European Immigration: 5 Geopolitical Effects You Need to Know
1. EU countries have agreed on a plan to handle migrants
According to French President Emmanuel Macron, European countries have made progress on plans to redistribute refugees rescued in the Mediterranean. Italian interior minister Matteo Salvini has voiced his criticism towards those plans. Europe has been struggling to deal with the continuation of the flow of thousands of immigrants across the Mediterranean, which has led to a hard-line response in some countries, like Italy, as they bear the chunk of the problem. An agreement, which aims to work towards a more efficient system of redistributing rescued people, was reached late on Monday at a meeting in Paris under French chairmanship. 14 states have reportedly approved the plan.
2. Italy does not allow migrants to get off vessel
In a sign of desperation and disappointment to Europe’s prolonged response, Italy has not allowed the passengers of an Italian coast guard vessel carrying some 130 migrants rescued in the Mediterranean to leave the vessel until Brussels decides on which countries will take them in, according to Transport Minister Danilo Toninelli. His words echo those of hard-line anti-immigration Interior Minister Matteo Salvini, who had previously not allowed the ship to dock while insisting on Friday that other EU countries had to commit to taking in the migrants before they would be allowed to disembark on Italian territory. The moves signal Italy’s distress as well as the high rate of migration across the Mediterranean.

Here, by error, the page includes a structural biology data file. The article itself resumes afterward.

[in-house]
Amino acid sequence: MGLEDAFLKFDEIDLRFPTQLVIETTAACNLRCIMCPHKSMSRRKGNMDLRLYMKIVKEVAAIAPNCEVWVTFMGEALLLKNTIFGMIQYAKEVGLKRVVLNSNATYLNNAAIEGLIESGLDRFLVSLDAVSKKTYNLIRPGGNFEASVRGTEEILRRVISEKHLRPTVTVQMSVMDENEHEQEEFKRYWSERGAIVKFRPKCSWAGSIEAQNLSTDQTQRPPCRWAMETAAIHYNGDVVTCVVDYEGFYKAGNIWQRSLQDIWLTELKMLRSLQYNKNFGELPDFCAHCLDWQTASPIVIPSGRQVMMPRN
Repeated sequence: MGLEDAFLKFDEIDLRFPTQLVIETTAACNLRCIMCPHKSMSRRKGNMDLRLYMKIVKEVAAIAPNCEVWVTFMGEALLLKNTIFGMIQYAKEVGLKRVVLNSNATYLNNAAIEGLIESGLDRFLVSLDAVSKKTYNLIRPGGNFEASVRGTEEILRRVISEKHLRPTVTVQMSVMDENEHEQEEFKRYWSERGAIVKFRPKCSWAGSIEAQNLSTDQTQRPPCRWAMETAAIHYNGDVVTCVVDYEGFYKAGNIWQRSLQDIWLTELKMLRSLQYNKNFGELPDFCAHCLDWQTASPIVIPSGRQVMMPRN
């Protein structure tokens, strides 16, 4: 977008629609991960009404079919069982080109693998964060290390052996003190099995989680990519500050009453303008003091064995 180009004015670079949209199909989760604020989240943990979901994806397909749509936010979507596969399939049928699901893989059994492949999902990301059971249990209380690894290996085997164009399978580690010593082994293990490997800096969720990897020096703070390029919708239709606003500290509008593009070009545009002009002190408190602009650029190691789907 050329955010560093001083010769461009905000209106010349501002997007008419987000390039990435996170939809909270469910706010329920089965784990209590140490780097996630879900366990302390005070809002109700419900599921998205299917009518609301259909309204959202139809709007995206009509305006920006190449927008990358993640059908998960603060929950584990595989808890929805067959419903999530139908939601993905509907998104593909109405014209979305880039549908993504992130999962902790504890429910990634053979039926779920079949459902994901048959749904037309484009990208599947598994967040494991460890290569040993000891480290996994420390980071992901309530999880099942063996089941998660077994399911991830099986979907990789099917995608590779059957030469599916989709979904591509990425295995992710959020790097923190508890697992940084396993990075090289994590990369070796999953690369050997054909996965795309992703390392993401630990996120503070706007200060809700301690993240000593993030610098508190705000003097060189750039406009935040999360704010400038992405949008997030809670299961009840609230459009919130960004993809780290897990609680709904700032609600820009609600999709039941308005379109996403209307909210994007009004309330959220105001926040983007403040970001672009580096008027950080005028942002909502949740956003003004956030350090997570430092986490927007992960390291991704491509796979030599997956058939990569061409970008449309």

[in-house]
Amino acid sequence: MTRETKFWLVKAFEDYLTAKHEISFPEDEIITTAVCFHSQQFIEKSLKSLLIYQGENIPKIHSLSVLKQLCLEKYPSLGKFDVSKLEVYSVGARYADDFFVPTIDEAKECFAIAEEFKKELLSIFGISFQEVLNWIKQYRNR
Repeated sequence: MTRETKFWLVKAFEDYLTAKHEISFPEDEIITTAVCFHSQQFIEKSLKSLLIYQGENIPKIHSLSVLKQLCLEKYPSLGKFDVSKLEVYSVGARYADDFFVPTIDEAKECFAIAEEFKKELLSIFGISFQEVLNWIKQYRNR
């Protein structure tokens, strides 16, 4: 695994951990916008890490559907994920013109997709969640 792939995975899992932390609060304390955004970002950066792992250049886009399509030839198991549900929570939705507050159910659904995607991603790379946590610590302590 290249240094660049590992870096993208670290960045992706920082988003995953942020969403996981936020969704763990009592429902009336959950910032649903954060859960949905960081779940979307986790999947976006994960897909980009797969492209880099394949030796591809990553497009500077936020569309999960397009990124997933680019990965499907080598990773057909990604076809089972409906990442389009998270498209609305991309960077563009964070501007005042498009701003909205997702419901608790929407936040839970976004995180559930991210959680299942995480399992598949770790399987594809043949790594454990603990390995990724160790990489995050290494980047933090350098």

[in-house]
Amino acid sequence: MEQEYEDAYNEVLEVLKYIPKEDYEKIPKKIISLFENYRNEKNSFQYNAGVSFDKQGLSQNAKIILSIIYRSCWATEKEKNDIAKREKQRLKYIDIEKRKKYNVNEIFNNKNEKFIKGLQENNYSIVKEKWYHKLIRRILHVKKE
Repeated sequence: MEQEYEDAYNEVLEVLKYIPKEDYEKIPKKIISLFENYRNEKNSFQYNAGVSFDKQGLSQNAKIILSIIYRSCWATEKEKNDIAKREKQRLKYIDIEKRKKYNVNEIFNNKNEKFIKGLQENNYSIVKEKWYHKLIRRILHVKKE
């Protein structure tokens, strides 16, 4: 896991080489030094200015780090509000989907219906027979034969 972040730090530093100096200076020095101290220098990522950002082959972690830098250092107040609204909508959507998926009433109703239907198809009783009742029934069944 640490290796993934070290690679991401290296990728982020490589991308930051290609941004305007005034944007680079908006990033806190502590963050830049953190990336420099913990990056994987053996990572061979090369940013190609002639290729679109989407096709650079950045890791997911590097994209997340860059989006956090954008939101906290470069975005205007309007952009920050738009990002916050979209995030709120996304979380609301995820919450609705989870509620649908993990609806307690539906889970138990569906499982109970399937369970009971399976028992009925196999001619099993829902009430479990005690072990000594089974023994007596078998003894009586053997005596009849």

3. Rise of anti-immigration parties in Europe
The results of May’s European Parliament elections revealed the true extent of the popularity of far-right, nationalist parties, all but ruling out constructive debates on the politically sensitive topic of migrants and asylum seekers as well as the grievances of minority groups. The European nation is now likely to take a more hard-line approach to immigration, similar to that of Salvini, leaving the future of migrants on uncertain grounds. This has to lead to many European governments to being deadlocked on a planned revision of the EU’s immigration policy
4. EU takes Hungary to court over new immigration law
The EU has shown it has the will to fight for its immigration policy as it is taking Hungary to court over the country’s immigration law, German public broadcaster Deutsche Welle reported. The legal action by Brussels seeks to repeal a law passed last year by Hungary’s parliament aimed at securing the country’s borders and combating illegal trafficking of migrants. The case will he heard by the top EU court, the European Court of Justice. “Hungary could face economic sanction if the court side with the EU,” German state broadcaster ARD noted. This situation signifies the divide in Europe, the rise of populism has brought regarding the immigration issue, which could take a long time to resolve.
5. Latin Americans could look to Europe
As Trump has his plan for the construction of a wall approved, Latin Americans are flocking to Europe, which could give the EU another issue to deal with. The European Asylum Support Office reported this month that an 11% increase in people seeking political asylum in Europe since last year is being driven by people fleeing economic disasters, political repression and criminal violence in Venezuela, El Salvador, Colombia, Honduras, Nicaragua and Peru. Spain remains the prime European destination for Latin Americans. Figures from the Spanish asylum and refugee office – part of the country’s interior ministry – show that asylum applications from Central America have more than tripled over the past two years. It remains to be seen how the EU will react to this new influx and how it will impact European economies.